Historical association: The building is the only surviving element of the substantial complex erected by the prominent late nineteenth and early to mid-twentieth century manufacturing and distribution company, G.E. Crane and Sons in Essex Street.
Aesthetic significance: The building has aesthetic significance as a modest example of a pre-World War I Edwardian warehouse building. The scale, form, use of materials and detailing of the building makes a positive contribution to the intact 19th and early 20th century streetscapes of the Gloucester, Harrington, and Essex Street precinct. The design of the building, which contained a similar use per floor, contrasts with the more expressive façade of the adjacent model factory. The building was designed by the prominent Sydney architectural firm of Spain and Cosh and demonstrates the firm's use of the Free Style as well as Alfred Spain's interest in the newly emerging discipline of Town Planning. The surviving section of park reflects the NSW Government Architect's concern that the resumed area be replanned as a pleasant and healthy environment. The architectural style employed by Spain and Cosh follows the architectural character set by the NSW Government Architect for resumed area, that in turn followed urban renewal schemes by the London County Council. A high standard of design was maintained throughout the resumed area.
Research significance: The building and site demonstrate the attempt by the State Government to regularise, and plan in an orderly manner, the layout of streets and buildings in The Rocks following the early twentieth-century resumption and resubdivision. This building is one of few warehouse buildings to survive that was specifically designed for the regular allotments created within the southern section of the resumed area. The location of the original cart doors reflected that access was from Harrington Street not Essex Street, which had been landscaped as a park. The building represents the evolving social and demographic changes in the area by the change of use from warehousing to office use. The design of the building also reflects the recent local government act, which required buildings to not only be of a set standard of construction but also contain certain facilities.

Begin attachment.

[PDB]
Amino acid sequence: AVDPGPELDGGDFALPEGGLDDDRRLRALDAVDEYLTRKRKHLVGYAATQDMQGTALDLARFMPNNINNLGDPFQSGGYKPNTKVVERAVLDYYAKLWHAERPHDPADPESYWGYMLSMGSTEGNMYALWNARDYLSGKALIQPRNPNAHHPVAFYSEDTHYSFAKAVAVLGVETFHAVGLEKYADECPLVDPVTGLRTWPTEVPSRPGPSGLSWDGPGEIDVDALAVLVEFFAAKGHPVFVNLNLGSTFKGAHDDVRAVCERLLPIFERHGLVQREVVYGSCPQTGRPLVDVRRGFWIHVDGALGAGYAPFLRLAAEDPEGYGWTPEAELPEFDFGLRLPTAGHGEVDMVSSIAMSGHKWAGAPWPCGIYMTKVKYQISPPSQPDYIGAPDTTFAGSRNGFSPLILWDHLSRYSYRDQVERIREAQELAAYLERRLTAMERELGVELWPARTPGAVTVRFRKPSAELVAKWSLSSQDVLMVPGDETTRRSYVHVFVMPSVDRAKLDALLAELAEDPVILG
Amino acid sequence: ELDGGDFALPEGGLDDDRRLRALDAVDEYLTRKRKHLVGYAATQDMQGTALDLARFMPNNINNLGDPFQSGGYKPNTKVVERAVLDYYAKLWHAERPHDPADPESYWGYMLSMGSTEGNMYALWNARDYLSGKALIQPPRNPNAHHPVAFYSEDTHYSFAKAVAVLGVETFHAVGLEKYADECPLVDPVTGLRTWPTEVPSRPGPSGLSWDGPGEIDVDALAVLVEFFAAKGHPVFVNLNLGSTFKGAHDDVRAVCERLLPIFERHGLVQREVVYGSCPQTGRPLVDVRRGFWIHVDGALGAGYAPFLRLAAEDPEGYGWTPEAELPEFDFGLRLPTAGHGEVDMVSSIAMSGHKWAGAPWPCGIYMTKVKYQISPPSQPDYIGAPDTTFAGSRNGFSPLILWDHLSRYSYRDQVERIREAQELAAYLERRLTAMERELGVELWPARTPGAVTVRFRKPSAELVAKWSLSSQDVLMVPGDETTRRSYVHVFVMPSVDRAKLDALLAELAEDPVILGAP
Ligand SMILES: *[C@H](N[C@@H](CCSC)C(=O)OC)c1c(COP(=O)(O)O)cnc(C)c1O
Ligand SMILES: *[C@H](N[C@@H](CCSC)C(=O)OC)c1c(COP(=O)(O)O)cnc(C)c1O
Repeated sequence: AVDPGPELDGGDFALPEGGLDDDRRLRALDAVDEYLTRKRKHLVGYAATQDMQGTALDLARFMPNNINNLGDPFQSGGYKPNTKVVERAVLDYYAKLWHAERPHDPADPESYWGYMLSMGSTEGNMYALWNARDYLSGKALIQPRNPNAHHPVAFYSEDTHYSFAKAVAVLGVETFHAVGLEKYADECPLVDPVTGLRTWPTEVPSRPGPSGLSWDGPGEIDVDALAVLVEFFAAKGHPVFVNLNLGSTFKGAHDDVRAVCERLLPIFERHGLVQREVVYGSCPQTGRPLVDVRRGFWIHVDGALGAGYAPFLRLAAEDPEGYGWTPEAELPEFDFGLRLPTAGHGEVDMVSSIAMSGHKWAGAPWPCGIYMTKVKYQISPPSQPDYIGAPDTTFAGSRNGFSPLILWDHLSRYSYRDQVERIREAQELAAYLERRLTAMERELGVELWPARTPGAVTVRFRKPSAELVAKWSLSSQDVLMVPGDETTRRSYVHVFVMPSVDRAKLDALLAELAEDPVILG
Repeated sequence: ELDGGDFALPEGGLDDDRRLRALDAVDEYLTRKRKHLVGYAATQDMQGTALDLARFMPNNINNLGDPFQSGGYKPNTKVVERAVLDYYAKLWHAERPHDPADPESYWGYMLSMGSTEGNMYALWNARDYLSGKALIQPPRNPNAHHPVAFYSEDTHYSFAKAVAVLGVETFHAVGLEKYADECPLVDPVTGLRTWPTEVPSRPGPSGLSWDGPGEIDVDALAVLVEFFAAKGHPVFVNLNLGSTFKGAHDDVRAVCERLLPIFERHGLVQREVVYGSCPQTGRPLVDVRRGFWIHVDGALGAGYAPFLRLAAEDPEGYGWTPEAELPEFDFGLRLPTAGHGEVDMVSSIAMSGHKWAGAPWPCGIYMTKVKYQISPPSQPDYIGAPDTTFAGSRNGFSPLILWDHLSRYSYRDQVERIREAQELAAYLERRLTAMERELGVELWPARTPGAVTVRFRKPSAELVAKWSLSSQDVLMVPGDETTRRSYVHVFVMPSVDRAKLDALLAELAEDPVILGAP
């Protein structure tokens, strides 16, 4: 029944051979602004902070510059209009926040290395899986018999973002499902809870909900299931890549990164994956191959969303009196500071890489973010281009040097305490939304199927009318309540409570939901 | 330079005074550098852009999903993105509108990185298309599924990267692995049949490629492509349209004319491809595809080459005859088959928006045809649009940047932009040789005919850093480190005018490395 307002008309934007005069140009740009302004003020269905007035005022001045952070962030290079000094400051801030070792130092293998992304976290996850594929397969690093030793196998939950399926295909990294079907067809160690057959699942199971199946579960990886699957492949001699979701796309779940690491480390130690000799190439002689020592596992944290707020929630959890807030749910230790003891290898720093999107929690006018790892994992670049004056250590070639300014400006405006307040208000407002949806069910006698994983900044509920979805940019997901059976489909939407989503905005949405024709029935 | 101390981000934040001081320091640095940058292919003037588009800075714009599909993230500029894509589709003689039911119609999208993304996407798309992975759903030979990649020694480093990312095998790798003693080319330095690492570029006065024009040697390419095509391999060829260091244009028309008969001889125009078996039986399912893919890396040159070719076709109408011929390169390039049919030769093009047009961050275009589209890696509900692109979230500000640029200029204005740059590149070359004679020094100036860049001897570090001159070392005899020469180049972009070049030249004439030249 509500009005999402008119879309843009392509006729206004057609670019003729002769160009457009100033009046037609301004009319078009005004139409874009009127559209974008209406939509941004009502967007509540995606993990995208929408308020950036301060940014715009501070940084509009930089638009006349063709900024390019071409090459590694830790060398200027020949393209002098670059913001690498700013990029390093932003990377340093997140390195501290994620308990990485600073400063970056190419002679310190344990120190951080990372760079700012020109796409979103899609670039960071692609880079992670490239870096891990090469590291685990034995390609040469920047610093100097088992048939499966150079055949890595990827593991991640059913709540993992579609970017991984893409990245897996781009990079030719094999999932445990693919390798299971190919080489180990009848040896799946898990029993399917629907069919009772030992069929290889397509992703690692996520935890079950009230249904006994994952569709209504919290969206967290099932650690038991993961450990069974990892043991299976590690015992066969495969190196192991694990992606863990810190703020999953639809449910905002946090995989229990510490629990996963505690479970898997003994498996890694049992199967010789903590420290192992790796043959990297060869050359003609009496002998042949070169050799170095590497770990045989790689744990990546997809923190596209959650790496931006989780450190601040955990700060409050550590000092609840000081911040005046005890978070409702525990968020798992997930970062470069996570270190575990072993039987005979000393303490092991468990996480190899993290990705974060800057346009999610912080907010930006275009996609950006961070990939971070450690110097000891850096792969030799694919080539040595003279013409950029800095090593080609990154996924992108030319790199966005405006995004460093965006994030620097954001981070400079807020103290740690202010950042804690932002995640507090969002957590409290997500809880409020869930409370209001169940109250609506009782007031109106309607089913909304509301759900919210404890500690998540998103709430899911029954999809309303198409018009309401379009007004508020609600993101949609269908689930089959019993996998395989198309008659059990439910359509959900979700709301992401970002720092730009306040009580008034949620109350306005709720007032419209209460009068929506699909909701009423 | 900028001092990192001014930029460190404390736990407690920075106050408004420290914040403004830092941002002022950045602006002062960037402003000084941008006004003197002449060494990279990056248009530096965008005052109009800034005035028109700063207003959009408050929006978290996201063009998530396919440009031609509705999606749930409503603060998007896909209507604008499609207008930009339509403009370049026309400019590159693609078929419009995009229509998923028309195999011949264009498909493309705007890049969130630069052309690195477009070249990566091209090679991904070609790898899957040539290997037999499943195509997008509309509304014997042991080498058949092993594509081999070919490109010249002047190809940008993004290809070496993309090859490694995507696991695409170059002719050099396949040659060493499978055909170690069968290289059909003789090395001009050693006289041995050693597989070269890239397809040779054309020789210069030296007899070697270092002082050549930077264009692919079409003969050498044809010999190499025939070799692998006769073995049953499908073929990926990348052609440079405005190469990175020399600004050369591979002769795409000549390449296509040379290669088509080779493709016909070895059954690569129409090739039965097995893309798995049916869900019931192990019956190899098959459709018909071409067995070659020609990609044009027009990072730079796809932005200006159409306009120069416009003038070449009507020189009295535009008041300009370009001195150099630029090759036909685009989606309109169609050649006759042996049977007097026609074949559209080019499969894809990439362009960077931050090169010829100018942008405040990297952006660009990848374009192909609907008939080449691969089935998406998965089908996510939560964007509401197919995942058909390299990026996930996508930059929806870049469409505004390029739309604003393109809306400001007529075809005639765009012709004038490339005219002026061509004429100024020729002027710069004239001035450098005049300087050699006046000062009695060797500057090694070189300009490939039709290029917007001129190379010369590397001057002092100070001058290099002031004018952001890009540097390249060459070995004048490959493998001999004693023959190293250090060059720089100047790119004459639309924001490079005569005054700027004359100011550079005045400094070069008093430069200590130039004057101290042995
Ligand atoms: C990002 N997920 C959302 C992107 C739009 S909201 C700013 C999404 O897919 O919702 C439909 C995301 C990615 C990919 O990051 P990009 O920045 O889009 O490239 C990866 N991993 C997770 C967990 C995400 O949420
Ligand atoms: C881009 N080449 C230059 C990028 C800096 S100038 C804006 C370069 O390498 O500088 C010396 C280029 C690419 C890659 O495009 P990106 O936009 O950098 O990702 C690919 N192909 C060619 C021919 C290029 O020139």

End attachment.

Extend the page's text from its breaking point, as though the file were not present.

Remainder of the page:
Rare assessment: The building is not a rare example in the New South Wales context of a late nineteenth or early twentieth century warehouse.
Representative assessment: The building is representative of the typical form of construction of nineteenth century warehouse and wool store buildings with its masonry exterior walls and hardwood timber floor structure. Its restrained façade details contrast with the earlier warehouses designed by Spain and Cosh in York Street. Such restrained detailing is uncommon before World War I. The design of the building also reflects the recent local government act, which required buildings to not only be of a set standard of construction but also contain certain facilities.
Intact assessment: The façade is substantially intact with regard to expressing the original 1913 form of thebuilding.
Physical condition: Archaeological Assessment Condition: Partly disturbed. Assessment Basis: Floors terraced into hill slope. Although the buildings show basements, photographs from c1919 show a retaining wall of some 4.5metres up to Gloucester St, earlier structures being level with Harrington St, therefore they may possibly be well preserved remains.
|Australian Theme||NSW Theme||Local Theme|
|Developing local, regional and national economies||Activities relating to buying, selling and exchanging goods and services.|
|Heritage Listing||Listing Title||Listing Number||Gazette Date||Gazette Number||Gazette Page|
|Royal Australian Institute of Architects register|
|National Trust of Australia Register||6566||Accountants House||22/11/1994|
|Heritage Act - State Heritage Register||01521||Accountants House||10/05/2002||2867||85|
|Register of the National Estate||1/12/036/0609||Accountants House||21/10/1980||100265|
|Heritage Act - s.170 NSW State agency heritage register||Place Management NSW|
|Within a National Trust conservation area||10499|